So the strength of the balance sheet is important about how important cash is to us because at the moment cash by historical standards is fairly cheap so we need to balance you know, do we want the margin or do we want our money in it earlier. At the end of the day, everyone who works in business whether they be in IT or in a credit or in sales or in administration should be looking in its crudest sense how to maximize profit for the business. That’s what we’re here to do. Also, providing our service to the business at the lowest possible cost helps us maximize their profit. So again important criteria for collection strategies is to know your customer and your place in their business, where do you fit in on the payment hierarchy. And so the next slide here kind of details from the bottom. As we work our way up, you see if we get a basic credit application here from a customer. Then I’ll probably get a pair of eights in the game of poker. I’m not in a real good position. When we get to a position where a customer is nearing insolvency that’s the relationship that may make a difference because if we have a relationship with the accounts payable person in a crisis situation they are only going to pay what their boss is telling them to pay. So they don’t get that we have no flexibility to try and influence that relationship at that particular time. As I said I have a view in their business and availability of the product elsewhere. So we have in our Mercury business, the only place you can buy a Mercury engine or a Mercury genuine product really is from a dealer of ours or from us. In our land and sea business where we have a 25 percent share, that’s a commodity business. We’re selling products that many of our competitors are as well. So we have more leverage in our Mercury business than we do in our land and sea business because there are lots of suppliers out there.

Paul Watters:

And if our customers are stuck with us they’ll probably go somewhere else. So we need to understand the availability of our product elsewhere. The less available has greater leverage for which we have to exercise payment. Collateral, I talked about earlier. Security over real property that type of thing. Sometimes that’s going to be appropriate. In the case of land and sea where 80 percent of our customers, was less than two and a half thousand dollars, nobody is going to give us security. So all depends on the size and nature of your business in your portfolio. Do I need to trade with you in the future in the event of insolvency? So, I imagine most of you have had a situation where a customer’s business has failed. You are integral to what they do and perhaps you’ve received preference after that time, perhaps through a personal guarantee, perhaps through payment in the event that I can’t really supply you in the future with this hanging over my head. I know it’s an LLC but at the end of the day it is your business and you are the business side. So I think understanding the way you sit in an insolvency situation within their business is again important. And I’d argue the top one is probably a personal guarantee. So you’ll probably disagree with me, sort them out in your own ways but I think a personal guarantee at the time of insolvency is really important. So I think that causes people to pay you when they’re not going to pay somebody else because they have a fear of loss of their personal assets.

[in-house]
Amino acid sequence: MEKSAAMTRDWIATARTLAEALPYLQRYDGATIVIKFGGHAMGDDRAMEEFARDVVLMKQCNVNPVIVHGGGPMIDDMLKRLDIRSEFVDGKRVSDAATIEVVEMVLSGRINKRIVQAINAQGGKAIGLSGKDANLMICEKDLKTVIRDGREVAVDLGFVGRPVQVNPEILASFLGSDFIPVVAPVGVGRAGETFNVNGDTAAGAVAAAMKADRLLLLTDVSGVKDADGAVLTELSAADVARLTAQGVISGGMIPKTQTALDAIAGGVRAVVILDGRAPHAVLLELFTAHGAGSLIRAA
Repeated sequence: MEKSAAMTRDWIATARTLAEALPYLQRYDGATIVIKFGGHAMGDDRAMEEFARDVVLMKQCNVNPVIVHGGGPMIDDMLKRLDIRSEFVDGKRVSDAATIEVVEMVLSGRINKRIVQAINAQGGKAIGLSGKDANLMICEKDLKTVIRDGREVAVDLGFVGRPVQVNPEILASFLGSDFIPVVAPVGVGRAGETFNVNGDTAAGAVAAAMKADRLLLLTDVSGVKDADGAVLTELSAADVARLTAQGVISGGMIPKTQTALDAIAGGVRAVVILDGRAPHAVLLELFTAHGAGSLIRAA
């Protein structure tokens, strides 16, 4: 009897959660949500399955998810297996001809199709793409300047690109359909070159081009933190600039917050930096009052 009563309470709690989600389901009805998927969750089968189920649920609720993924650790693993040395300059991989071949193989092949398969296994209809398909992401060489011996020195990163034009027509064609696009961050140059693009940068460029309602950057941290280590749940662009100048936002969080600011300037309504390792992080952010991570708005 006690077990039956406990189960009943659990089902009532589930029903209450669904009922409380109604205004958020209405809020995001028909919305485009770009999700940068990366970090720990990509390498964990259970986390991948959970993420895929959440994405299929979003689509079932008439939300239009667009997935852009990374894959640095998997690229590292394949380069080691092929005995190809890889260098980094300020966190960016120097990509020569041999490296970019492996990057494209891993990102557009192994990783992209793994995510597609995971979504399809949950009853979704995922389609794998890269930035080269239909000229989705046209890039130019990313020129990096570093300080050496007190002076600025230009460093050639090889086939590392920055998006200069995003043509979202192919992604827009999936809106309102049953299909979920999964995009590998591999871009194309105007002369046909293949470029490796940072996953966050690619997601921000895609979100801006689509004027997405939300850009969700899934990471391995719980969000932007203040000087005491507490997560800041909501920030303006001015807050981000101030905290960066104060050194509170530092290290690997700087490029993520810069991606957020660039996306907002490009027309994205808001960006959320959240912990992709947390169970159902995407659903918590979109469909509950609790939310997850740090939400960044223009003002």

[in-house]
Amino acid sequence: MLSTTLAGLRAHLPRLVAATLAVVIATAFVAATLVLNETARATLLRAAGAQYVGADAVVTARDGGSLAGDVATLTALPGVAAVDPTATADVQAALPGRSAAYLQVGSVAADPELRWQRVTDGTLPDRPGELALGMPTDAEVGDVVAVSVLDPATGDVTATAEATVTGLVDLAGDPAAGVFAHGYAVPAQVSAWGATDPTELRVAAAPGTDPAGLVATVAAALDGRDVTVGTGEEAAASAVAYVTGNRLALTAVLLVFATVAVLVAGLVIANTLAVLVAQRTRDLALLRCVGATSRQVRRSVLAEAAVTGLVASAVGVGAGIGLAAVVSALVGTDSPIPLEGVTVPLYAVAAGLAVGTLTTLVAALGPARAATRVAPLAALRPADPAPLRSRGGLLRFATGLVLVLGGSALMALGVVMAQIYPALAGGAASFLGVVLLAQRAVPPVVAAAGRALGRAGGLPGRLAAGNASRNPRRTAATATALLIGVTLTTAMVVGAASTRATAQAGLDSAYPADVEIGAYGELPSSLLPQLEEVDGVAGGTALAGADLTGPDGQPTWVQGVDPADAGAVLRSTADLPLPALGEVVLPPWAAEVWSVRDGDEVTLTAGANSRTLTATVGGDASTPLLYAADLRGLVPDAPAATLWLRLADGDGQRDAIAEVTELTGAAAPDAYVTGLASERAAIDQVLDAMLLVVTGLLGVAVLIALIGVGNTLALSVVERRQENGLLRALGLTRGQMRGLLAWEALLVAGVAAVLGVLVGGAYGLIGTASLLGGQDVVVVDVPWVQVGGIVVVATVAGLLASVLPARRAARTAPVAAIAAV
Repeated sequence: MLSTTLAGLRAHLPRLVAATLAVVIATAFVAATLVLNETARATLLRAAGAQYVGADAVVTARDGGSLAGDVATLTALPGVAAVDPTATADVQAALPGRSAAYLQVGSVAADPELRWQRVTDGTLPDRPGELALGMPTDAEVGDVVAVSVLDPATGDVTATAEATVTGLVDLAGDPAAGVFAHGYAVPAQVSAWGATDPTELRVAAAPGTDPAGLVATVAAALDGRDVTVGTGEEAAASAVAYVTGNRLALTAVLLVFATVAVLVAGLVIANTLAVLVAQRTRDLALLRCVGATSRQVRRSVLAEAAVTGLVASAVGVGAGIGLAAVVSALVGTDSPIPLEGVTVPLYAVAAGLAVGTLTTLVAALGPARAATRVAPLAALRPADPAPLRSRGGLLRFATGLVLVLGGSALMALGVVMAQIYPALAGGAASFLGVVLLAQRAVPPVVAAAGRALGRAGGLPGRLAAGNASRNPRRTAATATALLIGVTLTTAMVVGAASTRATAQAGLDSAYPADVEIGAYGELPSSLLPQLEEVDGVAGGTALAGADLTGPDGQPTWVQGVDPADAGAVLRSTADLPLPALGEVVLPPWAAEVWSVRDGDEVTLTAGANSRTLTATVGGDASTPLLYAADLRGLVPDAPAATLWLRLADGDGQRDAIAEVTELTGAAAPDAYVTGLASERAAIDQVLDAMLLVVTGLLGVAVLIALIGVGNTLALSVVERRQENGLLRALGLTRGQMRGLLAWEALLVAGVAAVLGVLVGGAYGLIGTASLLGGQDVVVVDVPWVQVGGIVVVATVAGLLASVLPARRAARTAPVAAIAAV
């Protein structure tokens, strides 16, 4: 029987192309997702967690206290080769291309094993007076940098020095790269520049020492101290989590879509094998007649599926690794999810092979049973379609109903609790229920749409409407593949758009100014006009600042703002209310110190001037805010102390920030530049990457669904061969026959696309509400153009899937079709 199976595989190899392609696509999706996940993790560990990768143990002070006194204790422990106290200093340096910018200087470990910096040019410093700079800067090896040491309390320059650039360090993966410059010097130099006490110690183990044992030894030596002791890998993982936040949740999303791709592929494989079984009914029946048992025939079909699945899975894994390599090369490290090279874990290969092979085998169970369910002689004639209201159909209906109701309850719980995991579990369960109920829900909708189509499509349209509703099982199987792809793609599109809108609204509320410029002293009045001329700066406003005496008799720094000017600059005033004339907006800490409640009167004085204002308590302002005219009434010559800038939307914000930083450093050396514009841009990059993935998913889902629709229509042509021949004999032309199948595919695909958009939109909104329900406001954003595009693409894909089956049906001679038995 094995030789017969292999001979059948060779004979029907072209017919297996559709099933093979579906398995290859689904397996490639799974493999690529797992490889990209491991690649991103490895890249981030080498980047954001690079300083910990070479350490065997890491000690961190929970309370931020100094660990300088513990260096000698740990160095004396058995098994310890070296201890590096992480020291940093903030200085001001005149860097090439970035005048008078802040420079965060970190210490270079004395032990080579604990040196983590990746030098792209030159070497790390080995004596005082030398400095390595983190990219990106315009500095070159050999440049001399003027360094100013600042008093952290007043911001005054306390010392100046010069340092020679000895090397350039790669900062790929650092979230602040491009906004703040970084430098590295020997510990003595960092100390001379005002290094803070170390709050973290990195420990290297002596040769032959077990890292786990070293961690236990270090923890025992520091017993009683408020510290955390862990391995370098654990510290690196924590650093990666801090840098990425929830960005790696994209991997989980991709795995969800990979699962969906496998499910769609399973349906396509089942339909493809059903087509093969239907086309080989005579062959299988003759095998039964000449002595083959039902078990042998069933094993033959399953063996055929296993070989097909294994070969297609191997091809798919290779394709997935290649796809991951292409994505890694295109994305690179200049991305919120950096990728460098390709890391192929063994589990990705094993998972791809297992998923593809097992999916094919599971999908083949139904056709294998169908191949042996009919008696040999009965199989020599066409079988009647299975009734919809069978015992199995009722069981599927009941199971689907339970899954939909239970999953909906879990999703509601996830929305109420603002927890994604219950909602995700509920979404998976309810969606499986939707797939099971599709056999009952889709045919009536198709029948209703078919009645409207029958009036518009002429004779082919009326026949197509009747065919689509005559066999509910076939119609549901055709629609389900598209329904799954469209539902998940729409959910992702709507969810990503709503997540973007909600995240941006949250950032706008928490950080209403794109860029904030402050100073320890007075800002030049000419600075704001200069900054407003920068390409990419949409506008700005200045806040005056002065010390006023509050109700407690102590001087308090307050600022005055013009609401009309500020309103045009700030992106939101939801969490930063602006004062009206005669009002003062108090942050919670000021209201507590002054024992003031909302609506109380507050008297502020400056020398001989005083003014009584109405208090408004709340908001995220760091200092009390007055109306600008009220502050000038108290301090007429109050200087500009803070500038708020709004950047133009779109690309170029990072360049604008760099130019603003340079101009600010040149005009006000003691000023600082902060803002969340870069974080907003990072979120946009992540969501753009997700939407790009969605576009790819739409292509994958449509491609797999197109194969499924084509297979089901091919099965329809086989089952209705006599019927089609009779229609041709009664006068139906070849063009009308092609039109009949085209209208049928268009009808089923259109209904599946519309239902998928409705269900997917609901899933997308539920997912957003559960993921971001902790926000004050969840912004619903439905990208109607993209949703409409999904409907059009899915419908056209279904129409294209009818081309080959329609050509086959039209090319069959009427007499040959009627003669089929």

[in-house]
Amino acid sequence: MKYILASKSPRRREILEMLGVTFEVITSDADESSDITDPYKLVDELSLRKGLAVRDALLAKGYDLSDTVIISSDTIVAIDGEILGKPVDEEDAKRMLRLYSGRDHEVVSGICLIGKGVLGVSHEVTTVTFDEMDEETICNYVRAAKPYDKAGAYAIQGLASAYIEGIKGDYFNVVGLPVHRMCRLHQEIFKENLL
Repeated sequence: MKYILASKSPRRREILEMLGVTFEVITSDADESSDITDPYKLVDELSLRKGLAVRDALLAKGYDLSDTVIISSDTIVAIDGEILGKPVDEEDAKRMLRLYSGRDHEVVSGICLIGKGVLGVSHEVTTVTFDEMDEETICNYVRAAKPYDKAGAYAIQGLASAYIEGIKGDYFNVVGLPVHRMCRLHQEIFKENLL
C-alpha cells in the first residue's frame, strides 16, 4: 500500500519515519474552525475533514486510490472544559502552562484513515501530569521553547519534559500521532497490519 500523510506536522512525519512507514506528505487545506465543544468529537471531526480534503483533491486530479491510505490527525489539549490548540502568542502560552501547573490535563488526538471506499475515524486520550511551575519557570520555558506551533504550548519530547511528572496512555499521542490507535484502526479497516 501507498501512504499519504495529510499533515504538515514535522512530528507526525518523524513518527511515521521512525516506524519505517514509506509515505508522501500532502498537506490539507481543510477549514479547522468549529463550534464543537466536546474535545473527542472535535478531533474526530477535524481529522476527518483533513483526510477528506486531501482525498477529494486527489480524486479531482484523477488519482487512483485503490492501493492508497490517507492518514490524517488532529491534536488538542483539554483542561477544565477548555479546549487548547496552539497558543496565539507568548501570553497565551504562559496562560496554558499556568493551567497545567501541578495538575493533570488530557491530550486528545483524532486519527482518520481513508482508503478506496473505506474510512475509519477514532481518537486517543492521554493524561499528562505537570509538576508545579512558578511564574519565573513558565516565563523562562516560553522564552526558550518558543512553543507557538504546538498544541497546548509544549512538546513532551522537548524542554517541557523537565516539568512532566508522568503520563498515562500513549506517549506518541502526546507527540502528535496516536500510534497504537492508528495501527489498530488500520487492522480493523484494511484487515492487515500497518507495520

Paul Watters:

So you know the relationship piece can be important. But I’d argue the pieces above are more important. So as we think about where we sit within their business the other issues that we need to address to ensure that we’re at the top of the payment hierarchy, is that we need to consider customer profiling as well. Much like suppliers, customers aren’t all equal and risk is not created equal. But on the left-hand side, we have a low-risk bucket. I’m going to pay you when the money arrives. If I’m delinquent I’m going to pay you when the money arrives and you can be fairly certain with that customer that when the money comes in you’re going to get your money. The medium risk customers – are likely to pay when the money arrives. I’m not in the low-risk bucket but most times I’m going to pay it.

Paul Watters: